HALIFAX – John Mark Tillman was sentenced Wednesday to nine years in prison for the theft of hundreds of artifacts from museums, galleries and archives in the Maritimes.
Tillman will only serve eight years less seven days in a federal institution after credit for time served. He has been in custody since January.
“We felt it was important to distinguish this case from simply a theft of lets say electronics, which you can replace easily and readily,” said Crown Attorney Mark Heerema.
The sentence was a joint recommendation between the Crown and Tillman’s defence lawyer, Mark Bailey.
About 1,600 antiques, ranging from rare books to sculptures, were found in almost every part of Tillman’s home. Read more.
Nineteen people have been arrested around the country in an operation involving 26 police forces in connection with a spate of thefts of artefacts worth millions from museums and auction houses.
The 17 men and two women were held in dawn raids involving hundreds of police around England and Northern Ireland. The operation, which follows a pan-European investigation, also involved officers from the Serious Organised Crime Agency.
The arrests were connected to six thefts over a four-month period last year: three at Durham Museum and the others at a Norwich museum, the Fitzwilliam in Cambridge and at Gorringes auction house in Lewes, East Sussex. Items stolen included Chinese antiquities worth more than £15m and a rhinoceros horn. Read more.
The Luxor Criminal Court on Tuesday sentenced in absentia six people to life imprisonment and five others to 10 years in prison for armed robbery of the antiquity storage area belonging to the German mission in Luxor and the theft of two ancient statues.
On 19 March of last year, an armed group attacked the stores of the mission in Qurna, west of Luxor, wounded three guards, smashed the doors and stole an ancient Egyptian statue made of black granite and another of Sekhmet, the ancient Egyptian goddess of war.
According to the state-owned MENA news agency, a military court had sentenced the 10 defendants, including five at large, to a prison sentence of 25 years. It acquitted one of the defendants, Hassan Mahmoud, who was accused of driving the car used in the robbery. Read more.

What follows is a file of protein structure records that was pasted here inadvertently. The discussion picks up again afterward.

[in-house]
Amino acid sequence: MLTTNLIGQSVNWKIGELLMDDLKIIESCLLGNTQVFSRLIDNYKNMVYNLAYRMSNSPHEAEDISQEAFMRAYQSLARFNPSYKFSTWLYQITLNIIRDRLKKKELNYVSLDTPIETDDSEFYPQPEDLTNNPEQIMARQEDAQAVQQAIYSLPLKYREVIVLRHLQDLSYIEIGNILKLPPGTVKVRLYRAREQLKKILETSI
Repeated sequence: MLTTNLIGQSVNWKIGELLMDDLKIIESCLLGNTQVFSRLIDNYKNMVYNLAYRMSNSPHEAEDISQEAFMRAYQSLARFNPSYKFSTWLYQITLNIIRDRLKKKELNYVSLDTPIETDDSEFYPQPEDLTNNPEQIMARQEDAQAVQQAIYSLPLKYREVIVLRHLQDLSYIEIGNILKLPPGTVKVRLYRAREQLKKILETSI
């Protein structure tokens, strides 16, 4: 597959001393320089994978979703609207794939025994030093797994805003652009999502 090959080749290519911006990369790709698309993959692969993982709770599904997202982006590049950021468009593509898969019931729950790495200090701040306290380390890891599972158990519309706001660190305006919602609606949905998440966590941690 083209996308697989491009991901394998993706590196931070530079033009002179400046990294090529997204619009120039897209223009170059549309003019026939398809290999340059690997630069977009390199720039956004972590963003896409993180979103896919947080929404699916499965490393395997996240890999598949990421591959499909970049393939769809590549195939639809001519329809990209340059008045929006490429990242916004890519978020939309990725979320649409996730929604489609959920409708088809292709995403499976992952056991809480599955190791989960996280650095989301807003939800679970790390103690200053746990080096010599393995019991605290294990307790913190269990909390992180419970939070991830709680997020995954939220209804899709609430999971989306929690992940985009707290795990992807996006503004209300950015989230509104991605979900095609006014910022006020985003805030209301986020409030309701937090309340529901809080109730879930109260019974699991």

British police have arrested two suspects in conjunction with the recent theft of 18 rare Chinese artifacts from the Fitzwilliam Museum at the University of Cambridge.
"Officers from Cambridgeshire, along with officers from the Metropolitan Police, carried out two warrants at addresses in London," according to a police statement issued Wednesday.
"Both men are currently on their way to Cambridgeshire."
On the evening of April 13, robbers snatched 18 valuable, mostly jade, artifacts — including a Ming jade cup dating from the 14th century — from the museum. The Fitzwilliam features a wide-ranging collection of artwork and antiquities from various civilizations and centuries.
The stolen pieces had been given as gifts or bequests to the museum, with some experts estimating the artifacts to be worth approximately £18 million (about $28.7 million Cdn). None of the artifacts has been recovered. Read more.
Under the elegant, soaring arches of Istanbul’s newly restored, 16th century Süleymaniye Mosque, dozens of security cameras keep an eye on visitors’ every move. Vigilant security guards patrol indoors and out. Turkey, police say, is becoming the epicenter of an international market for stolen Islamic art, and Turkish mosques and museums alike are on high alert.
That means the responsibilities of the imam at Süleymaniye Mosque, widely considered the city’s most magnificent, now include not only looking after the people’s faith, but, increasingly, the valuable contents of the mosque itself.
"We are more comfortable with the presence of the security guards. We feel this place is secure," said Imam Ayhan Mansiz. "Thank God, we didn’t experience any theft. Our mosque is safe. The restoration has just been completed and everything is listed and categorized, and the most valuable items are now in museums." Read more.
With his spectacles, flat cap and neatly trimmed gray beard, the man who walked into the Battles for Chattanooga Museum an hour before closing time could have passed as a high school history teacher doing research.
In fact, the man was a thief, nabbing $7,000 worth of Civil War relics from a display case before walking casually out the door of the Lookout Mountain museum on Dec. 12.
Lookout Mountain police and Greater Chattanooga Crime Stoppers are trying to identify the man, whose theft was clearly caught on a museum security camera.
"We feel like it’s someone who runs in the circles of Civil War enthusiasts — maybe for the wrong reasons. He knows what he’s after and he knows what it’s worth," said Jeff Raabe, director of operations for SRC Inc., which owns the museum. Read more.